All the DLLs that are specified in this value are loaded by each Microsoft Windows-based application that is running in the current log on session.

I used Volatility’s cmdscan plugin which returns the command history buffer from csrss.exe on XP systems. This plugin provided two results “sc query malwar” and “sc query malware”. These commands are what prompted my look into the services key.

$ python vol.py -f /home/evild3ad/memory-samples/other/R2D2/0zapftis.vmem cmdscan


When you look in the HKLM\SYSTEM\ControlSet001\Services key you will find a subkey called ‘malware’.

$ python vol.py printkey -f /home/evild3ad/memory-samples/other/R2D2/0zapftis.vmem -o 0xe1018388 -K 'ControlSet001\Services\malware'

This key represents a registered service. The value is set to ‘1’ which specifies that the driver is loaded at kernel initialization. This tells us that the ‘malware’ service, which points to the kernel driver (C:\WINDOWS\system32\drivers\winsys32.sys), starts at kernel initialization.

Kernel Initialization

09.) Kernel Objects

$ python vol.py --profile=WinXPSP3x86 -f /home/evild3ad/memory-samples/other/R2D2/0zapftis.vmem filescan > filescan.txt


10.) Kernel Drivers

$ python vol.py --profile=WinXPSP3x86 -f /home/evild3ad/memory-samples/other/R2D2/0zapftis.vmem modules


Chaos Computer Club analysiert Staatstrojaner
Addendum Staatstrojaner
Piratenpartei Deutschland: Schreiben des bayrischen Justizministeriums als PDF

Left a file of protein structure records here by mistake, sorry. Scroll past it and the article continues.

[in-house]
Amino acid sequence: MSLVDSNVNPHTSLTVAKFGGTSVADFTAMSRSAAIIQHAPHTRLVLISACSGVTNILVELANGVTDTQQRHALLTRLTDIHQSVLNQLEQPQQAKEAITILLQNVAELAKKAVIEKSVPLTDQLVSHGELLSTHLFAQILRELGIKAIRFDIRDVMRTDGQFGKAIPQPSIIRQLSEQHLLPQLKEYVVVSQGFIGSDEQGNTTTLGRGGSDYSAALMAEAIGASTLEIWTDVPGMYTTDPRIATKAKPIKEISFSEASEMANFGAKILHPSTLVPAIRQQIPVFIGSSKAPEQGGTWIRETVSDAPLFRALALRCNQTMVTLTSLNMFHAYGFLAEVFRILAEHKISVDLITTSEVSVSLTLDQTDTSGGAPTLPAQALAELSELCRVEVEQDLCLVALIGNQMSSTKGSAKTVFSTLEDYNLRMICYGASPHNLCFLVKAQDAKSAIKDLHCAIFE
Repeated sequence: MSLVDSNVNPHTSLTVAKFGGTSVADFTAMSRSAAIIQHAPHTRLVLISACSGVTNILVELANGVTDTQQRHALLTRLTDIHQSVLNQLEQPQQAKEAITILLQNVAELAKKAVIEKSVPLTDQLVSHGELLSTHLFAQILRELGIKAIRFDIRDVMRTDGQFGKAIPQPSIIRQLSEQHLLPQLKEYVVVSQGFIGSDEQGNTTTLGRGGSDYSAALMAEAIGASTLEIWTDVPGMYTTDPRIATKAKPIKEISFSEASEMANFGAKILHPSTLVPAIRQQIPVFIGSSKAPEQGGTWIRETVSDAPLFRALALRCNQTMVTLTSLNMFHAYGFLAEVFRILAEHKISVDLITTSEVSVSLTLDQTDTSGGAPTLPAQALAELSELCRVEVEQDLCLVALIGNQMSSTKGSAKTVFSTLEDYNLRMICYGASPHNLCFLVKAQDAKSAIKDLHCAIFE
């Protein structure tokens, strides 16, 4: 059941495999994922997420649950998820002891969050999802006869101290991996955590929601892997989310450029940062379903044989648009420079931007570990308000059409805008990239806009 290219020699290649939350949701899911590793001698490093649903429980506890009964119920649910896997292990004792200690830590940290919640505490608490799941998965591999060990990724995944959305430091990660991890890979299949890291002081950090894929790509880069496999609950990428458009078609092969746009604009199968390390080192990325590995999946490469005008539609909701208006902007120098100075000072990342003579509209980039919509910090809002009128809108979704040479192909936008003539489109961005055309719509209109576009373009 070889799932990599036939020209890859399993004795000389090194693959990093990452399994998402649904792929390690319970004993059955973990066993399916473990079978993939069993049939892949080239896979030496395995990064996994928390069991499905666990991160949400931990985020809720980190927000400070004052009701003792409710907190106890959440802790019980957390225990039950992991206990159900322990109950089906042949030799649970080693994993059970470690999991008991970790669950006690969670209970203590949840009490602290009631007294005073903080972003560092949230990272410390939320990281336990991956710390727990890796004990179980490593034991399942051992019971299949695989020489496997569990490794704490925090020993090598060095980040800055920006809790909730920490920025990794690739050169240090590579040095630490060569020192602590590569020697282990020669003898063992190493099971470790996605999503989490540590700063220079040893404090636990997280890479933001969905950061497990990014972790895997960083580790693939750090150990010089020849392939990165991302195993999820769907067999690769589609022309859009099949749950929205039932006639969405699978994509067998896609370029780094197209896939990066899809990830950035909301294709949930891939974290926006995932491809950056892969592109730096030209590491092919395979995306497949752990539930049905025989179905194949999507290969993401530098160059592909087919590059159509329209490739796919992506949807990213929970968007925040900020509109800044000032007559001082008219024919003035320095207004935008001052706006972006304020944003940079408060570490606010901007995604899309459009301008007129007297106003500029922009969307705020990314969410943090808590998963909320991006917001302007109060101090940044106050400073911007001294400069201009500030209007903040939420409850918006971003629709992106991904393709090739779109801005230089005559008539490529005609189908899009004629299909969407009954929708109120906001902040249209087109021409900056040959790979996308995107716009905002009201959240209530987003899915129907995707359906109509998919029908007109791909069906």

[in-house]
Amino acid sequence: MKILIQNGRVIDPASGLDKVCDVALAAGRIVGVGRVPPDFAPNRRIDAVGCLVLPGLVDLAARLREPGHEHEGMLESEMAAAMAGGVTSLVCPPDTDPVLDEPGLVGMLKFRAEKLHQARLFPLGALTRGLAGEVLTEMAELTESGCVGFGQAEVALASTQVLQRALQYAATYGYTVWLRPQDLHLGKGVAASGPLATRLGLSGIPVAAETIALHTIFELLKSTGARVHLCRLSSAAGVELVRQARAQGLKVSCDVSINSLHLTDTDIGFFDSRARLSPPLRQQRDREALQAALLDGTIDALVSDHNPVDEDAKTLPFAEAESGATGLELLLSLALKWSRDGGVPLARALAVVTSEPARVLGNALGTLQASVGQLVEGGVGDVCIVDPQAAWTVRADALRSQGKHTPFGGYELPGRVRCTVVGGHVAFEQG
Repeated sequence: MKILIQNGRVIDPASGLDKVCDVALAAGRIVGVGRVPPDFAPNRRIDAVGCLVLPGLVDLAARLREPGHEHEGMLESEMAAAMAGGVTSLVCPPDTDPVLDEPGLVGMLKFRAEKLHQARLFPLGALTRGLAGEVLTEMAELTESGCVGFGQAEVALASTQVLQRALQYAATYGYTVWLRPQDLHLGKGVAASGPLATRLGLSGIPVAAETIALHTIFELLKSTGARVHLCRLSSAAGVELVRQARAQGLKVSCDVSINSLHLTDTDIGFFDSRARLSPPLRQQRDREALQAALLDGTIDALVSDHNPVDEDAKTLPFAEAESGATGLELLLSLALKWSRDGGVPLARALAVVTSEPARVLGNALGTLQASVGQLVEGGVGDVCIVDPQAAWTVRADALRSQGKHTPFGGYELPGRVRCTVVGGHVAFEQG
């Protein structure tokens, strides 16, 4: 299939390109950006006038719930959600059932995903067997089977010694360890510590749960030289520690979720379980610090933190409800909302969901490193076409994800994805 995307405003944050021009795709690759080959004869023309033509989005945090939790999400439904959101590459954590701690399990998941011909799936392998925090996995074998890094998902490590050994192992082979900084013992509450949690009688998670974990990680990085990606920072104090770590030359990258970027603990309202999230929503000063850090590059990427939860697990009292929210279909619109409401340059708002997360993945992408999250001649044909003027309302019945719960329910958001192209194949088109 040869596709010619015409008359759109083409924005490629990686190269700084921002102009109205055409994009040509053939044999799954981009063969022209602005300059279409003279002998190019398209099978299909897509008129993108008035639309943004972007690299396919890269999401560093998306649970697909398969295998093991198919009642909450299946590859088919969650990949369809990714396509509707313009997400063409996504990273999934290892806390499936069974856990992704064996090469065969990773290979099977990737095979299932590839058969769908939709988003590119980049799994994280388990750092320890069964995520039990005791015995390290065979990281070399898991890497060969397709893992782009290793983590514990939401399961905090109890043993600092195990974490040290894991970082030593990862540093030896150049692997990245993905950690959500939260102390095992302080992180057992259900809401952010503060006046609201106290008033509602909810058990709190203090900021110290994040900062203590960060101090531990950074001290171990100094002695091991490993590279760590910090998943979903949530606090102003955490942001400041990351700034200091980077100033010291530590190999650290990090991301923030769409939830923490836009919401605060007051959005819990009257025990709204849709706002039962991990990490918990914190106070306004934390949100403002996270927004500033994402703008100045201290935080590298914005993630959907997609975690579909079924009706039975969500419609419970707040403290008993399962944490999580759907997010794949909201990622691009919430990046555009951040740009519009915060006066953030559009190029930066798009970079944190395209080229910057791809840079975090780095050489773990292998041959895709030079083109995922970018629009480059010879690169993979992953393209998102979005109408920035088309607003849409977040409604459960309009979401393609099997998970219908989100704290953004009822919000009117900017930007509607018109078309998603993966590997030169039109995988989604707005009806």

Friedrich-Alexander-UniversitĂ€t Erlangen-NĂŒrnberg: Analyse und Vergleich von BckR2D2-I und II

This Post Has 5 Comments

  1. […] => Federal Trojan’s got a « Big Brother ». 18/10/2011. «About two weeks ago, the German Chaos Computer Club (CCC) has published an analysis report of a backdoor trojan that they claim had been used by German police during investigations in order to capture VoIP and IM communication on a suspect’s PC. Our friends over at F-Secure published a blog post last week where they wrote about another file that, according to them, seemed to be the dropper component of the trojan. They were kind enough to share the MD5 hash of the file, so we could pull it from our collection. Stefan and I took a closer look (…).» Source : http://www.securelist.com/en/blog/208193167/Federal_Trojan_s_got_a_Big_Brother Billets en relation : 16/10/2011. Volatility Memory Forensics | Federal Trojan aka R2D2 : http://www.evild3ad.com/?p=1136 […]

  2. Additionally, if you look in the HKLMSYSTEMControlSet001Services key you will find a subkey called malware. This key represents a registered service that is set to type 1 which according to MSDN “Represents a driver to be loaded at Kernel initialization.” This tells us that the malware service, which points to C:windowssystem32driverswinsys32.sys, starts at Kernel initialization.

  3. Martin one last thing I forgot to mention was the method I used to tip me off to the “malware” service. I used volatility’s cmdscan plugin which returns the command history buffer from csrss.exe on XP systems. This plugin provided two results “sc query malwar” & “sc query malware”. These commands are what prompted my look into the services key.

    Great write up!

Comments are closed.